Schlieffen


Also found in: Encyclopedia, Wikipedia.
Related to Schlieffen: Alfred von Schlieffen

Schlieffen

(German ˈʃliːfən)
n
(Biography) Alfred (ˈalfreːt), Count von Schlieffen. 1833–1913, German field marshal, who devised the Schlieffen Plan (1905): it was intended to ensure German victory over a Franco-Russian alliance by holding off Russia with minimal strength and swiftly defeating France by a massive flanking movement through the Low Countries. In a modified form, it was unsuccessfully employed in World War I (1914)
Collins English Dictionary – Complete and Unabridged, 12th Edition 2014 © HarperCollins Publishers 1991, 1994, 1998, 2000, 2003, 2006, 2007, 2009, 2011, 2014
References in periodicals archive ?
The German Failure in Belgium, August 1914: How Faulty Reconnaissance Exposed the Weakness of the Schlieffen Plan
Given the importance of the historiographical debate on Schlieffen and the younger Moltke, they provide extensive coverage of the tenures of these two men at the helm of the General Staff.
At the close of the nineteenth century, wargames became a global phenomenon as the Russians, Japanese, French, British, and Americans assimilated this practice into military planning.3 In 1905, German chief of the Great General Staff Alfred von Schlieffen conducted a broad-ranging wargame that tested his plan for a decisive attack of France by way of Belgium.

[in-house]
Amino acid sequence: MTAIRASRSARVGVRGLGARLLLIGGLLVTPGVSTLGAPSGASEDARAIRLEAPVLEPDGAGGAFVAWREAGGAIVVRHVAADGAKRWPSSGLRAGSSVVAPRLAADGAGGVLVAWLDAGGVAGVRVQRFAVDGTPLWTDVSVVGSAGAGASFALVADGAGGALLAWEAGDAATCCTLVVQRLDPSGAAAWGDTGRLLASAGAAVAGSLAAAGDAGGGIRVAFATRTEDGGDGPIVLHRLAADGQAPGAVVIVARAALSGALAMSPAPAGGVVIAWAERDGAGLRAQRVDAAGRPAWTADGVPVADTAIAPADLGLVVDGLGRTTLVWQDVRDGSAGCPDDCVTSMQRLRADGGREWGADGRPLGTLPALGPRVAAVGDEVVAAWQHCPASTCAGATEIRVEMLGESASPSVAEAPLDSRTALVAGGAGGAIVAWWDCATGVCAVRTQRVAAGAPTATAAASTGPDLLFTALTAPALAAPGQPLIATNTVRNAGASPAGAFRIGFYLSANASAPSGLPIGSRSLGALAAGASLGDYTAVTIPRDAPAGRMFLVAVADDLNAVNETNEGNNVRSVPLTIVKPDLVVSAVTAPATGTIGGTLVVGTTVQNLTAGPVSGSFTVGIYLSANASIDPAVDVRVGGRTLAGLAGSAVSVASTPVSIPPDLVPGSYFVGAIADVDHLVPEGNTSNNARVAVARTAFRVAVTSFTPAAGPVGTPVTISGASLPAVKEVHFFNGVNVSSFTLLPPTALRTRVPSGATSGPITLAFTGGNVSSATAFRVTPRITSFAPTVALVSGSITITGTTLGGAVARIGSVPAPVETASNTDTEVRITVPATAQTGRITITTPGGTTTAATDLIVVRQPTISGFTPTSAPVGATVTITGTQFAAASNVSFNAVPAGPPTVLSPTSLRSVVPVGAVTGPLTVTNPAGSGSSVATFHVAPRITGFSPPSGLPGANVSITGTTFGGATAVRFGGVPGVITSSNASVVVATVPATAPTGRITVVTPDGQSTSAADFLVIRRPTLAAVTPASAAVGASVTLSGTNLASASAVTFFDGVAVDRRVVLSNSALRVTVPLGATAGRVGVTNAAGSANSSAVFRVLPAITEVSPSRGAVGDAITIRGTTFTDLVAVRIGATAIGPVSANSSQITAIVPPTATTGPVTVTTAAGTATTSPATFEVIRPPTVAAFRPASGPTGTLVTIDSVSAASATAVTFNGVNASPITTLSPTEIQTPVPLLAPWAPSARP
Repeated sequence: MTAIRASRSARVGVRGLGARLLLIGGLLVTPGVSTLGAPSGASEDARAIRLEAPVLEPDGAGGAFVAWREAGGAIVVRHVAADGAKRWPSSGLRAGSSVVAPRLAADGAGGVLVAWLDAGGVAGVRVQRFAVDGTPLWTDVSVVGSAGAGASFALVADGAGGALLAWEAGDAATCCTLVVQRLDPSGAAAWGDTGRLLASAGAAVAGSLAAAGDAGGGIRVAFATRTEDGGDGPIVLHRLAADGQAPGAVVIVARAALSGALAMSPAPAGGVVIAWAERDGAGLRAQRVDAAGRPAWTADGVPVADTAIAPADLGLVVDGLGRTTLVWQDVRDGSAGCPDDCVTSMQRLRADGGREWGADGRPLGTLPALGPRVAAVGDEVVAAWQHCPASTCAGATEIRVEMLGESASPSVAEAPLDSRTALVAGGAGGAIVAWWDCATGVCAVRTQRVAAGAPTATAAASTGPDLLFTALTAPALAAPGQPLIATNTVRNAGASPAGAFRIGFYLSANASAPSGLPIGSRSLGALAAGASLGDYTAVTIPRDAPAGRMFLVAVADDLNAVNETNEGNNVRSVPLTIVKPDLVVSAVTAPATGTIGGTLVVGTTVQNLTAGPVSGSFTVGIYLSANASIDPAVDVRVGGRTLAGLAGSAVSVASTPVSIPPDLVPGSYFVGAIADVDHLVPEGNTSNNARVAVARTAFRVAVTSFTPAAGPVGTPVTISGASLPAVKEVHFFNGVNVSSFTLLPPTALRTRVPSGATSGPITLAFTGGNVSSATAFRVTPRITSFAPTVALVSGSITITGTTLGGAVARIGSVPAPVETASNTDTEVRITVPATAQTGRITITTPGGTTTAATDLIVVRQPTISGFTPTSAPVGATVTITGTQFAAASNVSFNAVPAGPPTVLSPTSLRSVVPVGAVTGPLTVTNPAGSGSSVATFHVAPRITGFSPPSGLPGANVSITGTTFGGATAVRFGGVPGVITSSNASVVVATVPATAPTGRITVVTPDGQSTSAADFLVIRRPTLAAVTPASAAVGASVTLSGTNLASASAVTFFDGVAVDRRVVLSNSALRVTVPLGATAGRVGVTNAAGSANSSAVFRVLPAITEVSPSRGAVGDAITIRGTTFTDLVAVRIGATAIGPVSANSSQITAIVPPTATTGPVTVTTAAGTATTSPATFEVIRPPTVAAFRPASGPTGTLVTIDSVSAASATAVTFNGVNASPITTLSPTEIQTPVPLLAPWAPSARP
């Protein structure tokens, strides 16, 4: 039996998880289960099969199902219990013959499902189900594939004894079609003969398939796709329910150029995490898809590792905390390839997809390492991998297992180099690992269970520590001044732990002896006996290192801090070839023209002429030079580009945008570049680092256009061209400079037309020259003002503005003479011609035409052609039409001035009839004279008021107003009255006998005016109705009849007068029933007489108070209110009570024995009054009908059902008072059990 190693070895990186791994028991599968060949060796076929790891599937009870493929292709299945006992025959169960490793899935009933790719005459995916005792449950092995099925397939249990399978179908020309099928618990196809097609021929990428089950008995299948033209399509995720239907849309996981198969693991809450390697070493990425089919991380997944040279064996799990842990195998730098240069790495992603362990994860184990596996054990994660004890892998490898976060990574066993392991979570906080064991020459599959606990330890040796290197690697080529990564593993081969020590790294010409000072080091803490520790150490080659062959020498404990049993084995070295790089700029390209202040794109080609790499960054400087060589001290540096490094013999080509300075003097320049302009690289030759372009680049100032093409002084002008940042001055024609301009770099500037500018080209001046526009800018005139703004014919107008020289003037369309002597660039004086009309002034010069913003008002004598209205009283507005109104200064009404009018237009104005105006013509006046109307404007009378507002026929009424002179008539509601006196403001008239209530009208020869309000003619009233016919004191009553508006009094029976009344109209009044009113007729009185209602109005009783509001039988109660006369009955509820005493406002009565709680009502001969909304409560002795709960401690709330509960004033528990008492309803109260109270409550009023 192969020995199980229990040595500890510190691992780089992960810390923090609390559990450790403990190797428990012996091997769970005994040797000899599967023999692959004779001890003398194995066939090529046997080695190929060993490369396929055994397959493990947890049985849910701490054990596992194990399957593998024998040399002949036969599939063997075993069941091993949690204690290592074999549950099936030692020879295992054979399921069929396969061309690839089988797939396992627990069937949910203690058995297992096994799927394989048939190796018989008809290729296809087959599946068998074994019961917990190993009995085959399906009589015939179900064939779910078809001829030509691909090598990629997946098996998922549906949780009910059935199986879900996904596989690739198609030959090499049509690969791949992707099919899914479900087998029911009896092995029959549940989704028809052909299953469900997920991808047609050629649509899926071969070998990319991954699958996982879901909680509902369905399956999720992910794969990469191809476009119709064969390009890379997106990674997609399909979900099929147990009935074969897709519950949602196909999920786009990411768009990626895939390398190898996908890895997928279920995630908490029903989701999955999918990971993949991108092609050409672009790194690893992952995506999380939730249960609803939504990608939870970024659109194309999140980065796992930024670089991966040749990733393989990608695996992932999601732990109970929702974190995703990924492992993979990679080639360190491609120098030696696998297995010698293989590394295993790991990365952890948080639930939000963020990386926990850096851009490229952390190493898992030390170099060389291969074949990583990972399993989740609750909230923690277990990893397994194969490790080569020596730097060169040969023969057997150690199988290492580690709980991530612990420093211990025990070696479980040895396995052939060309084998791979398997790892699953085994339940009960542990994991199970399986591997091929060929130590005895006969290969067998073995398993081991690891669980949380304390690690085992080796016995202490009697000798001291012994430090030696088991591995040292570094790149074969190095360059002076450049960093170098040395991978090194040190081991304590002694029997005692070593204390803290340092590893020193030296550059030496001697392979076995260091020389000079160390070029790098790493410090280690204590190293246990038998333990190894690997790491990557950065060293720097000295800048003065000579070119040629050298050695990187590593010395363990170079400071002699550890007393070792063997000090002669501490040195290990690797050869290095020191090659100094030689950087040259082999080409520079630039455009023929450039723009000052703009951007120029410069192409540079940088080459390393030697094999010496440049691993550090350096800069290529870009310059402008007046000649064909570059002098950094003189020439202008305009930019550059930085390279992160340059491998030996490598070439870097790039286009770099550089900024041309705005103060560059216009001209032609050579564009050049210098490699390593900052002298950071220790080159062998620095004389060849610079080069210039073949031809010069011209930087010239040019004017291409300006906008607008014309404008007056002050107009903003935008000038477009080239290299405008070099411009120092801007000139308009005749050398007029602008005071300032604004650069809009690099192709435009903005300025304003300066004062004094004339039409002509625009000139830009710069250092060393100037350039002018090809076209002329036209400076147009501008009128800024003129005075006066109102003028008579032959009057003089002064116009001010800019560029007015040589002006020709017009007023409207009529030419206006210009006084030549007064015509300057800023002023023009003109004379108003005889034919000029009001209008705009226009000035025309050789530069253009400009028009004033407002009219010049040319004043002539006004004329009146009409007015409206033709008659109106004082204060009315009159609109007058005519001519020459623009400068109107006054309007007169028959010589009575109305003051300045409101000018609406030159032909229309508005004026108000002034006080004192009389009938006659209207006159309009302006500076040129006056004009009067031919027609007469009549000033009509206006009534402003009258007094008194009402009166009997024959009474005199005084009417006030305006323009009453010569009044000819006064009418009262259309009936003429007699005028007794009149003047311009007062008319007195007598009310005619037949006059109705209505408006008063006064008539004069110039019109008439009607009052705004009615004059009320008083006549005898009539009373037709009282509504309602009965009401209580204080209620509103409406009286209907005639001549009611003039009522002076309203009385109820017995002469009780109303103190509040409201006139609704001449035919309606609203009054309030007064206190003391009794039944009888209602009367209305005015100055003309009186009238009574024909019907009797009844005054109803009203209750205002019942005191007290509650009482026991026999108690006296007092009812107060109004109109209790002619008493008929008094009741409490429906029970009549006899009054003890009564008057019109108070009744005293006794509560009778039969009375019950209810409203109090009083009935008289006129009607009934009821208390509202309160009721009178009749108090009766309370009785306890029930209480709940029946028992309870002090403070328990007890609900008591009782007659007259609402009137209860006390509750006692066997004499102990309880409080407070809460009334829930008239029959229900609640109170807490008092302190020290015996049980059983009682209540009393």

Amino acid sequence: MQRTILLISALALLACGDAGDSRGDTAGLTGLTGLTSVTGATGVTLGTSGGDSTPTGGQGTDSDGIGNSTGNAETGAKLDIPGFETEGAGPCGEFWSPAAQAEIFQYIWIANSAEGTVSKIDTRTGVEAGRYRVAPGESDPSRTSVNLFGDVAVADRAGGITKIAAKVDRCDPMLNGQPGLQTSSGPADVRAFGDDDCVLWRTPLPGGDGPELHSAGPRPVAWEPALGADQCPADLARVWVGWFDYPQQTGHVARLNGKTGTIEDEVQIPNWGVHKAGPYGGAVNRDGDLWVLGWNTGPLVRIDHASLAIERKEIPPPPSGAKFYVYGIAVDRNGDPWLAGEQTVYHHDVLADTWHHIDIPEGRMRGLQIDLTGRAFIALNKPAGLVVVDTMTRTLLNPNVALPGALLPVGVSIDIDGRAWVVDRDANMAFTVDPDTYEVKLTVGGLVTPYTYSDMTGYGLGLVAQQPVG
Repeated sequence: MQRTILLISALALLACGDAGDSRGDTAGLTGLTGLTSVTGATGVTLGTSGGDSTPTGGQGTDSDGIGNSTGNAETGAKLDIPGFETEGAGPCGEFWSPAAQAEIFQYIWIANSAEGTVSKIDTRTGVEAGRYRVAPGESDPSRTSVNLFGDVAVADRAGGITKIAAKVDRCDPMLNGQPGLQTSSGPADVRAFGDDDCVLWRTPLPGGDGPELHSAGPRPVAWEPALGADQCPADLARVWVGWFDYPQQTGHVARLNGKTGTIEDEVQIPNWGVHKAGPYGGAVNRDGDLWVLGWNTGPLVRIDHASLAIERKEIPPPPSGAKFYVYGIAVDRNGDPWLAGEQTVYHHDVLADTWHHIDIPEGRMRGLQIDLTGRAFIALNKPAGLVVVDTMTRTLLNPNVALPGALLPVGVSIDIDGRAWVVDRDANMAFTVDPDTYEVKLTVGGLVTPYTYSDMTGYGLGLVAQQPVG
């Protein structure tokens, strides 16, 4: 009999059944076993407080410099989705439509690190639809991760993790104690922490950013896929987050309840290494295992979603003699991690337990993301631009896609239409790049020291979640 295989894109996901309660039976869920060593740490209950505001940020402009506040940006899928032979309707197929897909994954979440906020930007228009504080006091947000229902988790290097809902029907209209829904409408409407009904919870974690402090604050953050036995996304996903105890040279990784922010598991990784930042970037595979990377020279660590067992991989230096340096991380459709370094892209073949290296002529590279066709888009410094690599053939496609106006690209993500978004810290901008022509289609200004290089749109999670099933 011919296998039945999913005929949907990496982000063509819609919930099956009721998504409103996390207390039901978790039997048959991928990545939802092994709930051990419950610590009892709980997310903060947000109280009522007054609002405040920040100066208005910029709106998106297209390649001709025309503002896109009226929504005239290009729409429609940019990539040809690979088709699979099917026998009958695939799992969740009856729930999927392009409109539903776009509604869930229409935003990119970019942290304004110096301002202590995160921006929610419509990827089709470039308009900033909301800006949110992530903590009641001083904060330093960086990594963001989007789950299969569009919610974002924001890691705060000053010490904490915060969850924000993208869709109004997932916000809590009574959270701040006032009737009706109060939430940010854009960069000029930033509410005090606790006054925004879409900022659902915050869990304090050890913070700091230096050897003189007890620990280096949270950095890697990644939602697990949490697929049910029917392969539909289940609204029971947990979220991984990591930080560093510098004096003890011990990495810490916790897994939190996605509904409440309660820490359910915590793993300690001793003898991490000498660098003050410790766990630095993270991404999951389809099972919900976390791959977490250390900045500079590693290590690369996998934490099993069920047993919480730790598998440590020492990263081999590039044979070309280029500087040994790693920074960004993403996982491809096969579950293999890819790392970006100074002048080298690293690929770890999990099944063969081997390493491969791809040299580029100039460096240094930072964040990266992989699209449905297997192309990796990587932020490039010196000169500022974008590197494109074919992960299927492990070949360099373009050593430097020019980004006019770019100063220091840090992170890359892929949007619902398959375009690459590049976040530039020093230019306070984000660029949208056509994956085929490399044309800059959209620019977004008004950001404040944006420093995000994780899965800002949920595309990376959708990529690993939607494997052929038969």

If the origins for the Schlieffen Plan can be traced as far back as
In 1914, the Germans had the Schlieffen Plan and the French had Plan XVII.
that as he prepared his Army to execute the Schlieffen Plan in a war
He now almost makes out that GRGRGR is a reincarnation of Bismarck with a Schlieffen plan for a lightning strike on a not so innocent neighbor.
With a clear understanding of those differences, the reader may now understand how the French lost their best opportunity not only to stymie the Schlieffen Plan, but to change the course of the rest of the war.
The Schlieffen Plan was devised in Germany in the last decade of the 19th century by the Chief of the Great General Staff, Field Marshal Alfred von Schlieffen.
alfred von Schlieffen was in charge of the entire German army.
From Great Elector Frederick William's (successful) mad 160-mile march to defeat the Swedes at Fehrbellin (1675) to Helmuth von Moltke the Elder's (successful) deployment of his armies in the Austro-Prussian War of 1866, and from the (failed) Schlieffen Plan of 1914 to the (failed) Operation Barbarossa of 1941, the premise remained that Germany must wage its campaigns and wars quickly or not at all.
Germany's Schlieffen Plan, for example, assumed a rapid and decisive victory in the western theater of operations against France while, on Germany's eastern flank, Russian mobilization would lag behind the pace necessary for a prompt offensive against Germany.